“What we’re talking about is what cluster of activity this fits into, what threat actor fits the bill for this,” he said. The linkage between the SWIFT attacks and Lazarus, made by BAE Systems researchers, was based off similar code re-use of a wiper function in a Lazarus attack and the Bangladeshi attack. “The amount of proof grew over times and we laid to rest the concerns about whether the SWIFT attackers are actually part of the Lazarus group.
“Having only had WannaCry for five days, I think it’s important to understand that this is only a lead, and not a simple lead,” Guerrero-Saade said. “It’s not necessarily easy to just replicate a very specific function of code from a very obscure piece of malware from two years ago that you only put into version 1.0 and then removed. That’s not a false flag, that’s too subtle. No one would have noticed it if not for Neel Mehta doing fantastic work.
“I understand that while it’s important to have some healthy skepticism, in this particular case, I think we’re just catching a bit of code re-use. The claims aren’t necessarily bigger than they are, but they aren’t quite as hard to stomach when you look at the code itself.”
The country’s top cybersecurity boss said the country is headed the wrong way when it comes to cybersecurity.
BOSTON–Citing Mirai and WannaCry as recent examples, Rob Joyce, special assistant to the president and cyber security coordinator for the White House, said the global landscape of cyber threats can’t be ignored and the U.S. needs to sharpen its defenses when it comes to fending off attacks.
“If you step back and look at the trend lines for cybersecurity, they are going the wrong way. You only have to look at last week at WannaCry to understand,” Joyce said during a talk sponsored by Massachusetts Technology Leadership Council.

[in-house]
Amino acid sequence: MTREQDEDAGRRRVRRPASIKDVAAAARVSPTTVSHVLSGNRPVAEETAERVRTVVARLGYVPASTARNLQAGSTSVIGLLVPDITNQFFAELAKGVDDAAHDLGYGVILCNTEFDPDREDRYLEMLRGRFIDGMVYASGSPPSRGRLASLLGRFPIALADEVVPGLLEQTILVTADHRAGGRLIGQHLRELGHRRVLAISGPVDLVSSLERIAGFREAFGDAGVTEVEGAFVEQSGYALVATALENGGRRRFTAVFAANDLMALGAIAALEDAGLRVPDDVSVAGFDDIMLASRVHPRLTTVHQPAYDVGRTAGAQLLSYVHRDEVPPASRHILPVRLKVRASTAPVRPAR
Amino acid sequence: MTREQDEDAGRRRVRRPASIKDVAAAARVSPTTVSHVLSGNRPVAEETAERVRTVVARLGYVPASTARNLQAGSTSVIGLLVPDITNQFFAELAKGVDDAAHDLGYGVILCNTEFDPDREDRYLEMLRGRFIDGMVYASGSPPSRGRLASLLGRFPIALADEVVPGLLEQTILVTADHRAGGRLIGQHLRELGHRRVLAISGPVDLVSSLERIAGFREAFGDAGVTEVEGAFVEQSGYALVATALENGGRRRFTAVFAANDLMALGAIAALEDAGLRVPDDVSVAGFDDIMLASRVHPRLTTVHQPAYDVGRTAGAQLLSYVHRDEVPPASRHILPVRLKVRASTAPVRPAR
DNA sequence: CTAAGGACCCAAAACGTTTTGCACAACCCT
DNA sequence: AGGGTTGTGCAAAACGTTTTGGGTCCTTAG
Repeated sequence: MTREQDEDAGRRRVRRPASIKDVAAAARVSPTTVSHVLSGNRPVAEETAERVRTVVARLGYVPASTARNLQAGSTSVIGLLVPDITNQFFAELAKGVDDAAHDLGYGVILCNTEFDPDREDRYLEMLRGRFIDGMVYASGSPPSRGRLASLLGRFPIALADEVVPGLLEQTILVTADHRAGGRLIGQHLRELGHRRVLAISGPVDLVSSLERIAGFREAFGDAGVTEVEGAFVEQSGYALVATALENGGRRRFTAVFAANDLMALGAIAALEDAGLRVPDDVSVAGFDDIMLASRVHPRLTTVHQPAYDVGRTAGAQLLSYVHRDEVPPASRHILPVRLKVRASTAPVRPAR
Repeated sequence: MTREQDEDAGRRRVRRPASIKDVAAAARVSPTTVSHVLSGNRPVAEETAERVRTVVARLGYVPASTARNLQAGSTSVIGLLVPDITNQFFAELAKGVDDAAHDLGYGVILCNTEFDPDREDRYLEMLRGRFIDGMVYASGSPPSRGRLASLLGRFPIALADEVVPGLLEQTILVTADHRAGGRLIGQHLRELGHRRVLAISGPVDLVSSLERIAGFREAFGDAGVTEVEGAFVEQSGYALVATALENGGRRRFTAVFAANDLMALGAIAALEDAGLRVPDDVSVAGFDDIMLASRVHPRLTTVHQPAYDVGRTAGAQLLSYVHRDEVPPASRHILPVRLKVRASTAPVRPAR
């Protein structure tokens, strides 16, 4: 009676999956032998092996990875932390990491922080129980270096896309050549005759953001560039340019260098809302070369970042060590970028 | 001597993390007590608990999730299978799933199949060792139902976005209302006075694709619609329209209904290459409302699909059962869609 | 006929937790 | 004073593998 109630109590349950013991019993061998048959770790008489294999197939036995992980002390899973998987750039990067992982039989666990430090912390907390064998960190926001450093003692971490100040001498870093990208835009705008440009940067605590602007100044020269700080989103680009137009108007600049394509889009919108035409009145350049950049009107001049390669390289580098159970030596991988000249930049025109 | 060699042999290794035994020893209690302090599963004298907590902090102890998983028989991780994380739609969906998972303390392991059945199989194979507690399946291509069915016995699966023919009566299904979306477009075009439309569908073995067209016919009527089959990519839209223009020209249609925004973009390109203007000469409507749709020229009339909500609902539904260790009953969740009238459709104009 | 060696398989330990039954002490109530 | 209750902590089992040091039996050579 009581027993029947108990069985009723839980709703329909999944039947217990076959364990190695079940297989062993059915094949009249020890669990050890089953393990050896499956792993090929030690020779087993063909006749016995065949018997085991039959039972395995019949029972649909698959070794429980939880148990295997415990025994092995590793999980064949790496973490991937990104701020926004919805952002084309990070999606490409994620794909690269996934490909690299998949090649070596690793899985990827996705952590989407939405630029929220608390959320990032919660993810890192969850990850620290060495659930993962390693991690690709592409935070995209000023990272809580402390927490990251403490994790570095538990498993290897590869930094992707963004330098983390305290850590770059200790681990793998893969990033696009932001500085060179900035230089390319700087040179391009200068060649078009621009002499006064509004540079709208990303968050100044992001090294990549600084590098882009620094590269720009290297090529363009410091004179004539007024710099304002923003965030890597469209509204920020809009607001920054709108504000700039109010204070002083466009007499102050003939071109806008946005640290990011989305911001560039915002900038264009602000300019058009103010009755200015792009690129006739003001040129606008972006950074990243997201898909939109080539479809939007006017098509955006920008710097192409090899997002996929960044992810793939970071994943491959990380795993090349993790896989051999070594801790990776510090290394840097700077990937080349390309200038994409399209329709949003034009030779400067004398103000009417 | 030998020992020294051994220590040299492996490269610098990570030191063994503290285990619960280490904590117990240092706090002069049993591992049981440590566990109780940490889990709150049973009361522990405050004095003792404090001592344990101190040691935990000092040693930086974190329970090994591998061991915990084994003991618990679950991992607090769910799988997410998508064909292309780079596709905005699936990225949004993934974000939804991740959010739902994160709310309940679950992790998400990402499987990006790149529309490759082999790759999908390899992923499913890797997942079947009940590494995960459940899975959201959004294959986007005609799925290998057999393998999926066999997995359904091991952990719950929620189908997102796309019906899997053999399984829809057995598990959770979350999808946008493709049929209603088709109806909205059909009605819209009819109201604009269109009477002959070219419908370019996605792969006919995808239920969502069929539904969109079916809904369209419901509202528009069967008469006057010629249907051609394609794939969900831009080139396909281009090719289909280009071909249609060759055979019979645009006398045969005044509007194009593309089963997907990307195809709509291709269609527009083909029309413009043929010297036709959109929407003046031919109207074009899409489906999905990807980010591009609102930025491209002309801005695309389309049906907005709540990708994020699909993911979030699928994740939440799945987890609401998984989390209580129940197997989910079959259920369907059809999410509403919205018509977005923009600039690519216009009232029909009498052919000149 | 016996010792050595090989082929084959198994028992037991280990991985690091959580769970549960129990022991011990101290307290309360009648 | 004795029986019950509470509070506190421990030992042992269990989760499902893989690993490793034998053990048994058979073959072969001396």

Last week, President Donald Trump signed an executive order that prioritizes the protection of federal networks, critical industries and works to implement the NIST Framework. It’s Joyce’s job to carry it out. Joyce, former chief of the NSA’s office of Tailored Access Operations, was tapped by Trump in March for the role.
“The Trump administration signed an executive order that allows us to get our legs underneath us in terms of cybersecurity,” he said. “With this executive order we are going to step back and we are going to manage the federal government’s IT activity as a single enterprise. Even though we are talking millions-upon-millions of assets and thousands-upon-thousands of networks, we are going to step back and try to view it as a sum total of risks.”
Joyce said Trump’s cybersecurity executive order consisted of three main pillars, or priorities. One included securing the federal networks. Joyce said that pillar shared many of the same challenges of private enterprise faces, from difficulties in finding qualified cybersecurity professionals, handling risk between agencies and being able to defend against hacks and contain breaches should they happen.
“We know we aren’t going to be able to defend against all breaches. So we need to have methods for detecting early and defend against them and compartmentalize them so that breaches don’t cascade into massive data losses… We need to able to take hits and contain damage and restore capability quickly,” he said.